Phil. 1100, Intro. to Ethics

R. N. Johnson



1.    What are the three categories of good things, according to Glaucon? (357b-d) In what categories do clean air, a fishing rod, a wrench, good music, and love belong? Why? Do you think this is a clear categorization? Why or why not?

2.    In which category of good things does Glaucon believe that the just life belongs? Where does Socrates believe that it belongs? Explain precisely how they disagree. (357a-358a)

3.    Explain the origin of the rules of justice according to Glaucon. What does this show about justice, according to Glaucon, and is he right? Why or why not? (358e-359c)

4.    Explain the myth of Gyges and why Glaucon brings it up. (359d-360e) What is it supposed to show about being just? Does it show this? Why or why not?


5.    Explain how Glaucon proposes to separate the just from the unjust life, in order to judge which is the better life (360e-361d). What purpose does this separation serve for Glaucon's overall challenge?


6.    Summarize Adiemantus' replies (there are several) to the objection that one cannot get the benefits of being just simply by appearing to be just, since it is much too difficult to appear just when one is actually unjust. (365c-d)


7.    Summarize Adiemantus' reply to the objection that, even if we manage to appear just to other people, surely we cannot fool the gods. (365d-366b) Try to extend his reply to more familiar religious views. Can it be extended to all that you know of? Why or why not?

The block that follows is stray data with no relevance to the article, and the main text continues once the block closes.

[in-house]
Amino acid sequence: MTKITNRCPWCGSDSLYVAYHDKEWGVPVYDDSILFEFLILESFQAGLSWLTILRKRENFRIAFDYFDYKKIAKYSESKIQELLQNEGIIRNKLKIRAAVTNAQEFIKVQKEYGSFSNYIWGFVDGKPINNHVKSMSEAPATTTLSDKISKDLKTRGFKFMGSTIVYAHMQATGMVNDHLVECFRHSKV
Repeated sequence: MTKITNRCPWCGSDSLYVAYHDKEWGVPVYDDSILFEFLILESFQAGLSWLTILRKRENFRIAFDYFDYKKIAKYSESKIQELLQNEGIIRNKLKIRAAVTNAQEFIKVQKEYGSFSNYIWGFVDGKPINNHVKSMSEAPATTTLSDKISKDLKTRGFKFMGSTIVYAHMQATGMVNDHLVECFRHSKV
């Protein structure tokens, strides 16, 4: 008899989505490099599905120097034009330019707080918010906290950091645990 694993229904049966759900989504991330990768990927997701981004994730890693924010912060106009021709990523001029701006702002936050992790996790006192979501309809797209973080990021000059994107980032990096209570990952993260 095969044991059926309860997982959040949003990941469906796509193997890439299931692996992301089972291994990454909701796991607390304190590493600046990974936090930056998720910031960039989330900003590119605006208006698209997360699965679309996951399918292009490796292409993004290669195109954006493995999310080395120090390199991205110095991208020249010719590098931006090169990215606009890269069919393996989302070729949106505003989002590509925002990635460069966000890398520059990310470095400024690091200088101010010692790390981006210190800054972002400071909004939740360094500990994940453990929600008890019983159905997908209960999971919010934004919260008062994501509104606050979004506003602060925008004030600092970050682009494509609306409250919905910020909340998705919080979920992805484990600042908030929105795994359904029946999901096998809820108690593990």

8.    What method does Socrates propose for discovering what justice is? Why does he think this is a good method? (368c-369b)


9.    What is the origin of the state, according to Socrates? (369b-d)


10. What is the reasoning behind the division of labor Socrates proposes? (369d-370c)


11. Explain how a "guardian" class emerges in a state. (373d-375)


12. Socrates seems to think that the character of a dog is somehow related to the ideal Guardian's character. (376a-c) Explain.


13. What is the difference between a "true" falsehood, and a falsehood in words? (382a-e) Which is worse, according to Socrates? Why?







1.    What qualities must the rulers have and why? Which quality seems to be the most important? (412c-414)


2.    Socrates claims that "one loves something when one believes that what is good for it is good for oneself". (412d) Is this true? What role does it play in Socrates' discussion?


3.    What role does the "myth of the metals" play in Socrates' ideal state? (414b-416a) Explain why this is what Socrates calls a falsehood in word only (as opposed to a "true" falsehood). Think of some contemporary analogues of this myth, and discuss some of the concerns one might have about a government deploying such a device.


4.    Summarize the nature of the guardians' lives. Why can't the guardians have private property or touch gold and silver? (415d-417a)




1.    What is Adiemantus' objection to communal property for the guardians? How does Socrates respond to this? Are you convinced by Socrates? Why or why not? (419a-421c)


2.    What's wrong with the existence of extreme wealth in the Ideal State? With the existence of poverty? (421d-422a)


3.    The Ideal State will not have to worry about being conquered. Why? (421a-423a)


4.    What is the "one great thing" the guardians must always guard? Why is this so important? Do you agree? Why or why not?


5.    Socrates proposes a process of elimination to find justice in the ideal state. (427e-428a) What problems do you see with this approach?


6.    Describe the three cardinal virtues other than justice and explain how they are exemplified in the ideal state. (427e-432b)


7.    Socrates wants Glaucon and Adiemantus to accept his account of courage as an account of "civic" courage. Evidently, he believes that a full account of the virtue of courage would be somewhat different, or at least fuller, than his account. What do you think his account of civic courage leaves out of a full account of courage? (429b-430c)